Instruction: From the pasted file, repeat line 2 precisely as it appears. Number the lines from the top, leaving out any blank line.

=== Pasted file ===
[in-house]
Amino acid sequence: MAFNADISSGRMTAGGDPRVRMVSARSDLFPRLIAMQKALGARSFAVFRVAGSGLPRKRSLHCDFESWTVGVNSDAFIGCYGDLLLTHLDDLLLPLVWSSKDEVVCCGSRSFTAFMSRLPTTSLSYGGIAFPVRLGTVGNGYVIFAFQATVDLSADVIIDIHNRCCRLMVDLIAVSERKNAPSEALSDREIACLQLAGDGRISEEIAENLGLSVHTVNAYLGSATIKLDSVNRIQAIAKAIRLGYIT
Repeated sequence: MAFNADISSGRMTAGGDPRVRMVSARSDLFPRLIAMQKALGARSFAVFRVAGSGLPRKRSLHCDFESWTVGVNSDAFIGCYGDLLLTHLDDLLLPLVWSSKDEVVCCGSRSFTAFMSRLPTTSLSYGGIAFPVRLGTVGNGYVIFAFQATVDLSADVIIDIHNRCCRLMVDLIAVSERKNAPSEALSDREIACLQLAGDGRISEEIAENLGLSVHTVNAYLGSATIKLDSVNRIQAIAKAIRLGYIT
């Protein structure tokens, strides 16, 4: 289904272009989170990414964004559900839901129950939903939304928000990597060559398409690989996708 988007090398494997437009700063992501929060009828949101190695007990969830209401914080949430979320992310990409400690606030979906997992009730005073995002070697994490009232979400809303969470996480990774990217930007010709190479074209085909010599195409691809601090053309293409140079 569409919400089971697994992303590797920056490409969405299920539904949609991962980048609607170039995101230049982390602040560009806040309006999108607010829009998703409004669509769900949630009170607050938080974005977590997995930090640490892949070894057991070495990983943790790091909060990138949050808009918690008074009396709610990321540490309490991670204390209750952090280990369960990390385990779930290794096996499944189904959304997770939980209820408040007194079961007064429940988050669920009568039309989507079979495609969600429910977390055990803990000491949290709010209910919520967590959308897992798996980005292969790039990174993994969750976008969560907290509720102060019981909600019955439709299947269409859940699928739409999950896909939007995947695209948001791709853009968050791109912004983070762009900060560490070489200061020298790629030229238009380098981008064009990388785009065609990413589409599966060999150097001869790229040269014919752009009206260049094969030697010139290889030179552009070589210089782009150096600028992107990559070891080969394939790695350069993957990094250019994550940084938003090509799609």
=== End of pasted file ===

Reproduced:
Amino acid sequence: MAFNADISSGRMTAGGDPRVRMVSARSDLFPRLIAMQKALGARSFAVFRVAGSGLPRKRSLHCDFESWTVGVNSDAFIGCYGDLLLTHLDDLLLPLVWSSKDEVVCCGSRSFTAFMSRLPTTSLSYGGIAFPVRLGTVGNGYVIFAFQATVDLSADVIIDIHNRCCRLMVDLIAVSERKNAPSEALSDREIACLQLAGDGRISEEIAENLGLSVHTVNAYLGSATIKLDSVNRIQAIAKAIRLGYIT